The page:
Bozeman History, Montana
With a population of over 27000 inhabitants, Bozeman is the fifth largest city in Montana. Those driving towards Bozeman from Butte or Livingston on Interstate 90 will be pleased to know that the highway follows a historic route: John Bozeman, a gold seeker, founded the Bozeman Trail in 1864.
Bozeman History - The Bozeman Trail
The Bozeman Trail was actually a part of the well-known Oregon Trail and functioned for approximately 4 years, until the Indians closed it. There were several Native American tribes which populated the area long before J. Bozeman or Lewis & Clark: Shoshone, Nez Perce, Blackfeet, Flathead and Sioux. Although the trail later functioned as a military route, the first 4 years were crucial in for Bozeman’s history. Those were years of intense disputes between the US Army, the Indians who were trying to stop immigration and the cattlemen from south, trying to ignore the dangers in search for new lands. In 1876, the Siuox and Chayenne Indians defeated the army in the battle at Little Bighorn (near Billings), but they were soon gradually forced to give up their lands by the increasing amount of immigrants.
Bozeman History – Notable Figures
If it is Bozeman’s and Jacobs’s merit of having discovered and promoted a wheel-wagon practicable route, it was Daniel E. Rouse and William J. Beall who made the plans for a new town on July 7, 1864. Soon, the name of Bozeman was adopted on August 9, 1864. Another notable figure in Bozeman’s history was Jim Bridger, who facilitated the inauguration of the first wagon train crossing in the proximity of the town. And last, but not the least, Nelson Story, a famous cattleman who became legendary for driving 3000 cattle from Texas to Montana is now considered as the founding father of Montana’s cattle industry.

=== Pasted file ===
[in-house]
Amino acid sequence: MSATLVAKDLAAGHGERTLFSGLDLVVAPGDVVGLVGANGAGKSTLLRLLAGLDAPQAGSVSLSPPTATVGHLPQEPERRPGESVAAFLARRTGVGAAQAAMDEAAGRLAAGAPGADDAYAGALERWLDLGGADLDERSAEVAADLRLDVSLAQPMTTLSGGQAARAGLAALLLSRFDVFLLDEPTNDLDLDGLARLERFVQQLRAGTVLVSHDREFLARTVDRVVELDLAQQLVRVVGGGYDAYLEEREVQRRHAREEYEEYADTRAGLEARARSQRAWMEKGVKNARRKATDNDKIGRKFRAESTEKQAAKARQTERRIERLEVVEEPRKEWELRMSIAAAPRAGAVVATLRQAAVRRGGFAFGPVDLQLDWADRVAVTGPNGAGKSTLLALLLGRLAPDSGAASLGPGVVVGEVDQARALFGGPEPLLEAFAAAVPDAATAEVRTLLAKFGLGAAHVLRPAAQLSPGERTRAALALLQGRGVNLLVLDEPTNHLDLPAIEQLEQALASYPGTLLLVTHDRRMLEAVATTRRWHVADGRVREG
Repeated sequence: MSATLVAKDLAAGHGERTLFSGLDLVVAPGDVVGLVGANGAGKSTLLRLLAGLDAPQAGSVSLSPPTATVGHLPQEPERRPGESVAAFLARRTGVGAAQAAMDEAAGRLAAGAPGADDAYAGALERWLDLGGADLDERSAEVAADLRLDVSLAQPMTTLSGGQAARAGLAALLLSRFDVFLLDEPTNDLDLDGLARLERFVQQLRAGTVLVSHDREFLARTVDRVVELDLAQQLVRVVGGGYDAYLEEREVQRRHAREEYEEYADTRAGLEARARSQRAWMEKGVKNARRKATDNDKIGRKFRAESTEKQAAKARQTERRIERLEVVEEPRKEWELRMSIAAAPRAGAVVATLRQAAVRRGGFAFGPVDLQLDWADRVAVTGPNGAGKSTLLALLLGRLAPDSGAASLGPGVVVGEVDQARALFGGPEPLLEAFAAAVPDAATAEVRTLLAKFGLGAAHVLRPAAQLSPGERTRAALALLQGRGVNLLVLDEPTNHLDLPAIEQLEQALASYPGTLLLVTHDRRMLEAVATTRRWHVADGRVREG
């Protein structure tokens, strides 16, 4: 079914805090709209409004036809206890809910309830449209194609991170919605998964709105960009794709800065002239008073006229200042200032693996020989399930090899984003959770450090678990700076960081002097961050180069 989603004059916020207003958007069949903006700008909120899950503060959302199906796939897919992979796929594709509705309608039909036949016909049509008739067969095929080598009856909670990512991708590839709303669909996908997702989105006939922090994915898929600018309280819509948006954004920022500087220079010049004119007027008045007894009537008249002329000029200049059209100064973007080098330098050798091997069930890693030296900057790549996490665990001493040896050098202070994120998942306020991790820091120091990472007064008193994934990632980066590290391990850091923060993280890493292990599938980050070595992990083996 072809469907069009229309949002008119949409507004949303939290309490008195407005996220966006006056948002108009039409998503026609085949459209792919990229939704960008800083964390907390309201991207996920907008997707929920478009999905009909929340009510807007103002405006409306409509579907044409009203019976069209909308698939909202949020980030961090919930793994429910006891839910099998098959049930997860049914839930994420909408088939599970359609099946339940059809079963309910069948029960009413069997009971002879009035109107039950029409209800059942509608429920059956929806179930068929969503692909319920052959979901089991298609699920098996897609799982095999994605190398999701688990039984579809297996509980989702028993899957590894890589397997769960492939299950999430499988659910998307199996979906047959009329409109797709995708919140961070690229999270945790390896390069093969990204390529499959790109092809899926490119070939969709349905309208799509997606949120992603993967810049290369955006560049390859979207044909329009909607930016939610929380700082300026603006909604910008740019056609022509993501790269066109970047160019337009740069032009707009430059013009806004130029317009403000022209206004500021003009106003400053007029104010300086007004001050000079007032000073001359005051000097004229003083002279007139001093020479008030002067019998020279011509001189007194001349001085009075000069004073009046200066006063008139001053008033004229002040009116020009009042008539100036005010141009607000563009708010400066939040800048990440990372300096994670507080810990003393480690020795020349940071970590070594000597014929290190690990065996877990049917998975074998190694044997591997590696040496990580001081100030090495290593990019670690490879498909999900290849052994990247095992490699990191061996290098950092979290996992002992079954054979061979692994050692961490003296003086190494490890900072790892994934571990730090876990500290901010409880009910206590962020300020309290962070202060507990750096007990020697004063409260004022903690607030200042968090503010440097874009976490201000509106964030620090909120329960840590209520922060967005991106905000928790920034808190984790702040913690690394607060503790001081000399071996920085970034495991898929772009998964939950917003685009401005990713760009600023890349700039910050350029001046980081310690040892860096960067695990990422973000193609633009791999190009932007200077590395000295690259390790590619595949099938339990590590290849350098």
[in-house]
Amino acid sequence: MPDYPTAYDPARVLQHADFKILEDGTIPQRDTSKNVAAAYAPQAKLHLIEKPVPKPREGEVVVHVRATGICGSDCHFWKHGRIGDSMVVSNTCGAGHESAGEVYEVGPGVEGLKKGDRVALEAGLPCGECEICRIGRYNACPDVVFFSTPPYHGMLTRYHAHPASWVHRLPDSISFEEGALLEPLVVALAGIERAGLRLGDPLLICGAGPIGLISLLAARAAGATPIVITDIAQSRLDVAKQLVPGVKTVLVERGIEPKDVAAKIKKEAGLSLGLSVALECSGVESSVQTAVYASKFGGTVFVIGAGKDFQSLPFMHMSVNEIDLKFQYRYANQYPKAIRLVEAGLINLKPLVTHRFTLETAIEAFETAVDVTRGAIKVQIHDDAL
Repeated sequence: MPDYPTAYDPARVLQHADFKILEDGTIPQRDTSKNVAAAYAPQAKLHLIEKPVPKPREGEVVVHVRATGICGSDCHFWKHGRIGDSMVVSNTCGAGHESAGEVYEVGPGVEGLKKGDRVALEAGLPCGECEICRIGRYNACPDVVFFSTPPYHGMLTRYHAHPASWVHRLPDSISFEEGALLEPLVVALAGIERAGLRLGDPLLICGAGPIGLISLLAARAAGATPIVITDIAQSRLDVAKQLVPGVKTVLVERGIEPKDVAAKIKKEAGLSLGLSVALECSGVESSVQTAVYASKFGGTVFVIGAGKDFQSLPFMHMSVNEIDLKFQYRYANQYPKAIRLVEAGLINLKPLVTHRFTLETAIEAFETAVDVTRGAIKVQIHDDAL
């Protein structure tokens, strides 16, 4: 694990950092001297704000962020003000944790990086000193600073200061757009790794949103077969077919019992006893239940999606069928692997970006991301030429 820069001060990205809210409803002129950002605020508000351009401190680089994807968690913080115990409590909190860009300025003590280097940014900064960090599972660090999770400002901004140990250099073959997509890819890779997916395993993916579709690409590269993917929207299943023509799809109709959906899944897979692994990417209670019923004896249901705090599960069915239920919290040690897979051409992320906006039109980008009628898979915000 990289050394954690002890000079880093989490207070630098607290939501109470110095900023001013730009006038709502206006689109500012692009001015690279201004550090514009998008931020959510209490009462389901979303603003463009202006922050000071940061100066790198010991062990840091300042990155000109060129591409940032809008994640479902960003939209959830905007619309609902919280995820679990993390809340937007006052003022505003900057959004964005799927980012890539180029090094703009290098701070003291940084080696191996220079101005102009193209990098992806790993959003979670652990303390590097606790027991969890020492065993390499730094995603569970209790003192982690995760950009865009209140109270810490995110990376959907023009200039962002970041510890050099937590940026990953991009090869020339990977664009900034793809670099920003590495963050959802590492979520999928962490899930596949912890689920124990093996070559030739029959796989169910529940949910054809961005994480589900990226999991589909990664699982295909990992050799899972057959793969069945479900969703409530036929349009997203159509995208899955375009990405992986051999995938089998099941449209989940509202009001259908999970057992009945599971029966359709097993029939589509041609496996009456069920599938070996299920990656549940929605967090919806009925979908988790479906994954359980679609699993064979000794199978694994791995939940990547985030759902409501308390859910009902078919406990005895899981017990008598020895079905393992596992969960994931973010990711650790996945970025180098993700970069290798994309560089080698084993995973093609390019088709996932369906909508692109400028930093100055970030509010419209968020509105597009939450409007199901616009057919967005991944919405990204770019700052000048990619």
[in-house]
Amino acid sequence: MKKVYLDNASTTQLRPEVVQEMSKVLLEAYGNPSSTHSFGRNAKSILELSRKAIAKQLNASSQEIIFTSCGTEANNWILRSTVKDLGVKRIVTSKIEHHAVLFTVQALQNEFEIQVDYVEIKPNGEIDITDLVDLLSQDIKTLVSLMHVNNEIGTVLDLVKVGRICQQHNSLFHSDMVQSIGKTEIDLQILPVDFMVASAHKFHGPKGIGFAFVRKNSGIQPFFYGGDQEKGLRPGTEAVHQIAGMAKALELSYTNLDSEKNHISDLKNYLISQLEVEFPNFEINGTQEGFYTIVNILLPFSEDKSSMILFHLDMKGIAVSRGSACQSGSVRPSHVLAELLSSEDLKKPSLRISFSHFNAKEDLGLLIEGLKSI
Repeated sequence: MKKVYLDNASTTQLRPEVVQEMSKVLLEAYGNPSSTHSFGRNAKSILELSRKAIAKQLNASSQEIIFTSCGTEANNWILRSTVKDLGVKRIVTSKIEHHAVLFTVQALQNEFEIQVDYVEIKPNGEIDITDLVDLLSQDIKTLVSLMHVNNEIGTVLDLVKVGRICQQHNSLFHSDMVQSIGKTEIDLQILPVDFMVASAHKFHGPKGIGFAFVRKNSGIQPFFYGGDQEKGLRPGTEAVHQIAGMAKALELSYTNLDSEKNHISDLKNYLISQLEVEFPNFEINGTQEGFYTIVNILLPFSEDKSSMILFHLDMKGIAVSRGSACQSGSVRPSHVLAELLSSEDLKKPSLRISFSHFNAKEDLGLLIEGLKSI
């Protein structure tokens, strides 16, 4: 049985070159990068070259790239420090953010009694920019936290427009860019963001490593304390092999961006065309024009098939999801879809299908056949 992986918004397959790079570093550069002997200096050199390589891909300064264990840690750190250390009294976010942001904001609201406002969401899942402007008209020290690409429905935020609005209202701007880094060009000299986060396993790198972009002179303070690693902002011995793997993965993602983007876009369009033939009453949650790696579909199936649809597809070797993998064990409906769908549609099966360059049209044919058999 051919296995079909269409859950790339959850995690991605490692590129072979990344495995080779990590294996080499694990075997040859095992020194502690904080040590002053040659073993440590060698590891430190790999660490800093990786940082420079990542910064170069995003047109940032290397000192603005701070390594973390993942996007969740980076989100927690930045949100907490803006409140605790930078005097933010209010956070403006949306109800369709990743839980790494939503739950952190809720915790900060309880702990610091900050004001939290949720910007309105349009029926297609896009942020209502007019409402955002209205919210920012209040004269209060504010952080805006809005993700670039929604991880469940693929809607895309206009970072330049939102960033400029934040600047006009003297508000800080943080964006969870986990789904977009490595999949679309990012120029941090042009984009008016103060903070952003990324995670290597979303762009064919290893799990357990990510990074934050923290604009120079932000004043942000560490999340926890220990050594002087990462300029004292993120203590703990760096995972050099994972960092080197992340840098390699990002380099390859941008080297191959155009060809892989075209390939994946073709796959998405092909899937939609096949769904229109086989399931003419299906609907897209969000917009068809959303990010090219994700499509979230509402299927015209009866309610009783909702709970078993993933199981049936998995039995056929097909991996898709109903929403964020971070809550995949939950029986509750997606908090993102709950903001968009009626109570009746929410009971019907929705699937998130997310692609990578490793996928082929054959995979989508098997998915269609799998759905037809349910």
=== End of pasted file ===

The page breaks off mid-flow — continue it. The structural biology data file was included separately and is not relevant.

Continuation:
Bozeman History – Landmarks and Museums
The Northern Pacific Railway started running through Bozeman in 1883. Ten years later, the Montana State University was founded under the name of “Montana State College of Agriculture and Mechanic Arts”. Bozeman is also visited for its proximity to Yellowstone National Park. In the early 1900s, Milwaukee Railroad extended its railroad across Montana so it can carry people closer to Yellowstone. From those days dates the Gallatin Gateway Inn, a luxurious hotel which is now a historic landmark.
Apart from its campus, the centre of Bozeman hosts today a Museum of the Rockies, a Pioneer Museum and as a striking note, a Computer Museum. The city itself still resides numerous reminiscences from the pioneering era, having 8 historical districts, not to mention old hotels and private properties that are officially recognized as historic places
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